Good day! Earning season kicked into gear first thing on this shortened trading week with Citigroup (C) and Delta Airlines (DAL) among those that released their earnings prior to Tuesday's open. Both companies severely disappointed investors.
Citigroup (C) fell 6.43% after it missing earnings by about 50%, sending banking shares lower. Citigroup did still post its first profit since 2007, however, earning 4 cents per share, excluding one-time items. Wells Fargo (WFC) reports on Wednesday, while Bank of America (BAC) reports on Friday.
Delta (DAL) also missed earnings estimates even though it posted a gain of 19 cents per share. The miss was blamed on rising fuel costs, putting pressure on other airlines as well. Delta shares fell 8.24% on the day.
Dow Jones Industrial Average (Figure 1)
Despite pushing higher in the early-morning hours, the index futures began to selloff steadily around 7:00 a.m. ET into the opening bell. The bell coincided with strong price and moving average support and the markets popped.
The Dow Jones Ind. Average ($DJI) was the strongest of the three major indices throughout premarket and intraday trade on Tuesday. Boeing (BA) led the index after the company announced that the delay on the release of its first 787 would not be extended even further. The first one is expected to be delivered in the third quarter.
Although the Nasdaq ($COMPX) managed to outperform the S&P 500 ($SPX), the index futures were greatly impacted on Monday after Apple (AAPL) CEO Steve Jobs announced plans to take another medical leave of absence. Apple shares struggled to recover from sharp premarket losses, pushing higher throughout the session, but it still ended the day with a loss of 2.25%. The remaining losses were wiped out following Apple's earnings, which were released after the close.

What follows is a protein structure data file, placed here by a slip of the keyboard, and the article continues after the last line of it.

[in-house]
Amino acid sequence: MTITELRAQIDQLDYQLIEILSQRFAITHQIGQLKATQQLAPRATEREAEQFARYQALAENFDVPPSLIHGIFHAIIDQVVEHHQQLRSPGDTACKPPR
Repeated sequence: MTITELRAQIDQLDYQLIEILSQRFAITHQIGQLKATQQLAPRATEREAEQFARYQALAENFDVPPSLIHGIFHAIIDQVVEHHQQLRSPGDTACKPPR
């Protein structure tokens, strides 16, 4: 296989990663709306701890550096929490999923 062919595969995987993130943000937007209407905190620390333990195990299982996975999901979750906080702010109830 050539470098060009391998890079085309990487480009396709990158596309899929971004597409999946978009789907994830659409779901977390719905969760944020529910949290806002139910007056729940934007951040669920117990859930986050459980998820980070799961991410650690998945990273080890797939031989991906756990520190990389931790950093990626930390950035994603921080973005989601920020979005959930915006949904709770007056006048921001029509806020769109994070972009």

It seems obvious that the Jobs news was timed to have the least impact and feelings that investors would be quickly reassured, at least temporarily, by stellar earnings. Apple's earnings blew through estimates Tuesday afternoon. The company earned $6 billion, or $6.43 a share, with revenue of $26.7 billion. Net income rose 78% year-over-year. Analysts were anticipating earnings of $5.38 a share and revenue of $24.4 billion. The iPad and iPhone played a pivotal role in this success.
S&P 500 (Figure 2)
Even though earnings were not released on Apple until after the closing bell, the Nasdaq showed no continuation of Monday's weakness. While the stronger Dow took the lead intraday, the S&P 500 and Nasdaq remained strong. They rallied throughout the initial 15 minutes of the day and then fell into a solid trading range consisting of two primary waves of correction into the 5 minute 20 period moving average. The second correction was slower than the first and maintained the bullish bias. This created a buy setup that triggered at 11:00 a.m. ET. A continuation of this strategy took place at 12:30 ET and the indices continued to creep higher throughout the afternoon, although the market lacked the stronger setups of the first half of the day.